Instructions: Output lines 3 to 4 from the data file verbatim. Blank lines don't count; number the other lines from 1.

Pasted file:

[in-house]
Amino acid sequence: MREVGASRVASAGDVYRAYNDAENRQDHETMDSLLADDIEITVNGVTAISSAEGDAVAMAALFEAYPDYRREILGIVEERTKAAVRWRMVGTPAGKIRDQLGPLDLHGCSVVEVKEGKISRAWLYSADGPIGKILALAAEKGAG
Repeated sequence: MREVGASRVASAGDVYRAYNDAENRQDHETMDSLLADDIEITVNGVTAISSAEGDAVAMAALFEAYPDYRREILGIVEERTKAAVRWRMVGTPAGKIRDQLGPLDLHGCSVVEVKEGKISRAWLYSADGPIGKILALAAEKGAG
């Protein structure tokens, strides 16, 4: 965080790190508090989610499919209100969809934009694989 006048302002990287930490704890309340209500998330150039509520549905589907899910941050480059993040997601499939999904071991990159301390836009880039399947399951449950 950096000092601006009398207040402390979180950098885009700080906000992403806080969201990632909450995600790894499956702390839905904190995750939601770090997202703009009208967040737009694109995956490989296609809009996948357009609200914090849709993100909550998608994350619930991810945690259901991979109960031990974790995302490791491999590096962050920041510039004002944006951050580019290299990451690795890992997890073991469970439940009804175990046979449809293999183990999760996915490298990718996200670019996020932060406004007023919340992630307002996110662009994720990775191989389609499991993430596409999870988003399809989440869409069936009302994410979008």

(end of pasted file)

Repeated sequence: MREVGASRVASAGDVYRAYNDAENRQDHETMDSLLADDIEITVNGVTAISSAEGDAVAMAALFEAYPDYRREILGIVEERTKAAVRWRMVGTPAGKIRDQLGPLDLHGCSVVEVKEGKISRAWLYSADGPIGKILALAAEKGAG
């Protein structure tokens, strides 16, 4: 965080790190508090989610499919209100969809934009694989 006048302002990287930490704890309340209500998330150039509520549905589907899910941050480059993040997601499939999904071991990159301390836009880039399947399951449950 950096000092601006009398207040402390979180950098885009700080906000992403806080969201990632909450995600790894499956702390839905904190995750939601770090997202703009009208967040737009694109995956490989296609809009996948357009609200914090849709993100909550998608994350619930991810945690259901991979109960031990974790995302490791491999590096962050920041510039004002944006951050580019290299990451690795890992997890073991469970439940009804175990046979449809293999183990999760996915490298990718996200670019996020932060406004007023919340992630307002996110662009994720990775191989389609499991993430596409999870988003399809989440869409069936009302994410979008």